Whether they are someone else's or their own, children adore pets. In order to prepare kids for adult life, taking care of a pet helps them build up their responsibilities.
Neighborhood or city, pet ownership boomed with the pandemic! And now that people are returning back to in person work, these pets need company.
After your teen gets back from school, perhaps they can take all the neighborhood dogs on a walk!
Perhaps charge $5/dog/day.
So, if there are 5 dogs and your teen walks them all 3 times a week:
- 3 days * 5 dogs = $75/week
It’s not as lucrative as an official job, but your teen at least has control over their schedule.
7. Lawn Mowing and Yard Work
Live in a rural or suburban area? Level up the community by helping out with lawn mowing and light gardening.
Professional gardeners and lawn mowers can get expensive, or at least cost more than the average teen would charge!
Perhaps your teen can charge $10/lawn and mow 10 lawns every Sunday! That is a weekly profit of $100.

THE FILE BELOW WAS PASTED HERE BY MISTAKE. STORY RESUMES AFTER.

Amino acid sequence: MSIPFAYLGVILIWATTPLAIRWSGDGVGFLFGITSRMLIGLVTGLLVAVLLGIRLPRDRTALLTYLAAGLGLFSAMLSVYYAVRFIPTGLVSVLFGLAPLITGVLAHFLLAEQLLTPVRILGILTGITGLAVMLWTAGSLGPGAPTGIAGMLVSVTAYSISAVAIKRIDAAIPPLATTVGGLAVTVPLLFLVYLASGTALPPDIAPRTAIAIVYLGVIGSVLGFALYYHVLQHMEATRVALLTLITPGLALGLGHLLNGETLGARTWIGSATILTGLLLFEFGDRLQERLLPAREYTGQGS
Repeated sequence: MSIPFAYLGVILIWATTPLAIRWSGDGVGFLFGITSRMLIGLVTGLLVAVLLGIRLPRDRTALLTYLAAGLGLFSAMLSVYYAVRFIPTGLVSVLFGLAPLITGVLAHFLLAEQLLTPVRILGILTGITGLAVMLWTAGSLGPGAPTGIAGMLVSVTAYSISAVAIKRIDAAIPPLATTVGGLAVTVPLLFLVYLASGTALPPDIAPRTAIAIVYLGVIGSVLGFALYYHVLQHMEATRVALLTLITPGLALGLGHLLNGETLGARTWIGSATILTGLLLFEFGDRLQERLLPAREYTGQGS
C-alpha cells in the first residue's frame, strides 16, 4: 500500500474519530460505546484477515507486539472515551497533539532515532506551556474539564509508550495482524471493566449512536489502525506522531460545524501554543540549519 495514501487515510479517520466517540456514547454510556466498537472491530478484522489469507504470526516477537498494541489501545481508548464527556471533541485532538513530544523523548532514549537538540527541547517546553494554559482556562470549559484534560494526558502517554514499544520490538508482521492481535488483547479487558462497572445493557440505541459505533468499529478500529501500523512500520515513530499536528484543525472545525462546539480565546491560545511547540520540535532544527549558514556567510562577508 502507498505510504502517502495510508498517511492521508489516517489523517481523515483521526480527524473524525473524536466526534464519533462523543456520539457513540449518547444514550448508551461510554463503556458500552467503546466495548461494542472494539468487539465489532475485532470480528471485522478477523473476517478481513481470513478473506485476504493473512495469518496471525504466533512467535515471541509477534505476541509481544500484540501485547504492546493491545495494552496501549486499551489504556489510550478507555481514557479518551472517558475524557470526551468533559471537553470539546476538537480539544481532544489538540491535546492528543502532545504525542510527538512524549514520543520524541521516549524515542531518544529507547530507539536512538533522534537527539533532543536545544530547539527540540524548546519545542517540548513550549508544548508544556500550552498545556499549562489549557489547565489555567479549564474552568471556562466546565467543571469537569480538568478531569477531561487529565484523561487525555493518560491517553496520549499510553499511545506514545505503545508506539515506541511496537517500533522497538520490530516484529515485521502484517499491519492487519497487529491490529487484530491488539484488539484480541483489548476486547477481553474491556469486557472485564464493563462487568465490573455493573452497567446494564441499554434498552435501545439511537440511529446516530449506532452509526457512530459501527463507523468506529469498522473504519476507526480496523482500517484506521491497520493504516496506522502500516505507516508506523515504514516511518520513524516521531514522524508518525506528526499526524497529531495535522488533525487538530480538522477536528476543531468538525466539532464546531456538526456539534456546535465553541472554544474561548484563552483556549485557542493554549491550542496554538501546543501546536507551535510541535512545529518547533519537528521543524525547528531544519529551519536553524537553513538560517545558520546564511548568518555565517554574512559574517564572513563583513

Your neighbors might love to support a budding entrepreneur.
8. Creating Art
Do you want your children to explore their creative side or do they have artistic talent? Encourage kids to create images, and then consider selling them to relatives and friends.
They'll start to realize the value of their creative sides while pursuing quality work as they produce increasingly better art.
9. Thrifting / Selling Old Clothing
Does your teen have a lot of clothes? They might be able to use apps like Depop (selling clothing) or Goat (trading shoes) to make a profit on old clothing.
Second hand shopping is a great way to give back to the environment, by preventing further fast fashion, and cleaning out your teen’s closet!
Have an academic child? Even if your child is not getting an A+ in every class, sometimes young students just need that extra guidance to re-iterate concepts and offer 1:1 attention that you cannot get in many classrooms.
Consider asking friends if they have younger children who could benefit from this! From there, leave the salary negotiation to your teen.
We’ve seen teen tutors charge up to $30/hour, depending on the complexity of the subject! Compared to the cost of a professional tutor, many parents might be happy to support your child and elevate their own.